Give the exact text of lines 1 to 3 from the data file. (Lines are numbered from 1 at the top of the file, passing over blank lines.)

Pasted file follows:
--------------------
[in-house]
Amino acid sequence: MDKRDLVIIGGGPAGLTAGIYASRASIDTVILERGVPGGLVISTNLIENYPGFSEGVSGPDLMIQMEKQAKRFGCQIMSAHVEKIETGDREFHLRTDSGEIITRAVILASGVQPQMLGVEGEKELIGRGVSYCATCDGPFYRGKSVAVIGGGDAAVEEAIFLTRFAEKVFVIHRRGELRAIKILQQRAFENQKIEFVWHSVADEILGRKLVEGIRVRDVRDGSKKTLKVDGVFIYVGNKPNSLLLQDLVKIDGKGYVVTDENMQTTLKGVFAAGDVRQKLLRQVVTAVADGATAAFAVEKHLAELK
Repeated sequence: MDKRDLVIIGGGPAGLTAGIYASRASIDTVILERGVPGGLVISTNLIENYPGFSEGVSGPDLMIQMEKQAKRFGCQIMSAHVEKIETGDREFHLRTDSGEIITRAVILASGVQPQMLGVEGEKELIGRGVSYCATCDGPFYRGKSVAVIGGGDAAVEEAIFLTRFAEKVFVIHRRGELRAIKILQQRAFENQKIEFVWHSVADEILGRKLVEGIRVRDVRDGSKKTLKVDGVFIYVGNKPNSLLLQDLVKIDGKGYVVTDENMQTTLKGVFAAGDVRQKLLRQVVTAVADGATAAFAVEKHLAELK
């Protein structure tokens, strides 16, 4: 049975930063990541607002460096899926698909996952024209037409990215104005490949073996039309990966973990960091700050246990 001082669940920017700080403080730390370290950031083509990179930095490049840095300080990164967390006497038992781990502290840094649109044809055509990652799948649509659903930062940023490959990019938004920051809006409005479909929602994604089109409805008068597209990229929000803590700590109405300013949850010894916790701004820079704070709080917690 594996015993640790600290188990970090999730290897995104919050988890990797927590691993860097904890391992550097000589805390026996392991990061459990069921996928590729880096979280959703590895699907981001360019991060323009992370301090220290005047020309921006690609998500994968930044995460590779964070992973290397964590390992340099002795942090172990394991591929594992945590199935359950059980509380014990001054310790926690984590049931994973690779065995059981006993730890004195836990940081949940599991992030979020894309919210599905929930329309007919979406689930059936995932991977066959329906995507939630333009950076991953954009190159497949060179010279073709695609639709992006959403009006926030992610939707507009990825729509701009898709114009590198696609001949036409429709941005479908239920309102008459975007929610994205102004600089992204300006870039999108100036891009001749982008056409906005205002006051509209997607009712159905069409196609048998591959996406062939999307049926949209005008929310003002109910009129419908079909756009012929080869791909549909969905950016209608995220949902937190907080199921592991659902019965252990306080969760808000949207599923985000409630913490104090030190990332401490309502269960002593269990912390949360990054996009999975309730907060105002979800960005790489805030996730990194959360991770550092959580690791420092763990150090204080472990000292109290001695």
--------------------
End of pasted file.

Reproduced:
[in-house]
Amino acid sequence: MDKRDLVIIGGGPAGLTAGIYASRASIDTVILERGVPGGLVISTNLIENYPGFSEGVSGPDLMIQMEKQAKRFGCQIMSAHVEKIETGDREFHLRTDSGEIITRAVILASGVQPQMLGVEGEKELIGRGVSYCATCDGPFYRGKSVAVIGGGDAAVEEAIFLTRFAEKVFVIHRRGELRAIKILQQRAFENQKIEFVWHSVADEILGRKLVEGIRVRDVRDGSKKTLKVDGVFIYVGNKPNSLLLQDLVKIDGKGYVVTDENMQTTLKGVFAAGDVRQKLLRQVVTAVADGATAAFAVEKHLAELK
Repeated sequence: MDKRDLVIIGGGPAGLTAGIYASRASIDTVILERGVPGGLVISTNLIENYPGFSEGVSGPDLMIQMEKQAKRFGCQIMSAHVEKIETGDREFHLRTDSGEIITRAVILASGVQPQMLGVEGEKELIGRGVSYCATCDGPFYRGKSVAVIGGGDAAVEEAIFLTRFAEKVFVIHRRGELRAIKILQQRAFENQKIEFVWHSVADEILGRKLVEGIRVRDVRDGSKKTLKVDGVFIYVGNKPNSLLLQDLVKIDGKGYVVTDENMQTTLKGVFAAGDVRQKLLRQVVTAVADGATAAFAVEKHLAELK